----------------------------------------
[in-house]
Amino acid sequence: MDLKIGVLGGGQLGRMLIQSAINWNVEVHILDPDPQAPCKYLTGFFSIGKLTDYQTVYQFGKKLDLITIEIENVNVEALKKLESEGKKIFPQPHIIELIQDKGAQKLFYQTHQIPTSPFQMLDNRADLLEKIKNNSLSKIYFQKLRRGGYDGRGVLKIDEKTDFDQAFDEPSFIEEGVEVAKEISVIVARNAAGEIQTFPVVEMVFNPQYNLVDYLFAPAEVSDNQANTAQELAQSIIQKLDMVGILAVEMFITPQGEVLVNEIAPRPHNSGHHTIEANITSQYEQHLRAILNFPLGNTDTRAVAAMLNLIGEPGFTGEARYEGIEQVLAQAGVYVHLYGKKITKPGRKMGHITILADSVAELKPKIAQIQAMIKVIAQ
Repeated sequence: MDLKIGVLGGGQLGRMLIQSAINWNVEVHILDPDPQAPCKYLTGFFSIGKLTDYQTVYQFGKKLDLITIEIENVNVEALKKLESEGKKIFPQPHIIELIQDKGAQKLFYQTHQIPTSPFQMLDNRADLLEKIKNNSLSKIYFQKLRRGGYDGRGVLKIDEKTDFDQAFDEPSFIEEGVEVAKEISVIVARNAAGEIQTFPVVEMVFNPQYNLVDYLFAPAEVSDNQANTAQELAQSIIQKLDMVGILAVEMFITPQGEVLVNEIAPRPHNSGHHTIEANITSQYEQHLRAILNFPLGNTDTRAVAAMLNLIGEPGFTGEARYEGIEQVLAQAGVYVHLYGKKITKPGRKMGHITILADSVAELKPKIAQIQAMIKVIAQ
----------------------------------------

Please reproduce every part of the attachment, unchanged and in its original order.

[in-house]
Amino acid sequence: MDLKIGVLGGGQLGRMLIQSAINWNVEVHILDPDPQAPCKYLTGFFSIGKLTDYQTVYQFGKKLDLITIEIENVNVEALKKLESEGKKIFPQPHIIELIQDKGAQKLFYQTHQIPTSPFQMLDNRADLLEKIKNNSLSKIYFQKLRRGGYDGRGVLKIDEKTDFDQAFDEPSFIEEGVEVAKEISVIVARNAAGEIQTFPVVEMVFNPQYNLVDYLFAPAEVSDNQANTAQELAQSIIQKLDMVGILAVEMFITPQGEVLVNEIAPRPHNSGHHTIEANITSQYEQHLRAILNFPLGNTDTRAVAAMLNLIGEPGFTGEARYEGIEQVLAQAGVYVHLYGKKITKPGRKMGHITILADSVAELKPKIAQIQAMIKVIAQ
Repeated sequence: MDLKIGVLGGGQLGRMLIQSAINWNVEVHILDPDPQAPCKYLTGFFSIGKLTDYQTVYQFGKKLDLITIEIENVNVEALKKLESEGKKIFPQPHIIELIQDKGAQKLFYQTHQIPTSPFQMLDNRADLLEKIKNNSLSKIYFQKLRRGGYDGRGVLKIDEKTDFDQAFDEPSFIEEGVEVAKEISVIVARNAAGEIQTFPVVEMVFNPQYNLVDYLFAPAEVSDNQANTAQELAQSIIQKLDMVGILAVEMFITPQGEVLVNEIAPRPHNSGHHTIEANITSQYEQHLRAILNFPLGNTDTRAVAAMLNLIGEPGFTGEARYEGIEQVLAQAGVYVHLYGKKITKPGRKMGHITILADSVAELKPKIAQIQAMIKVIAQ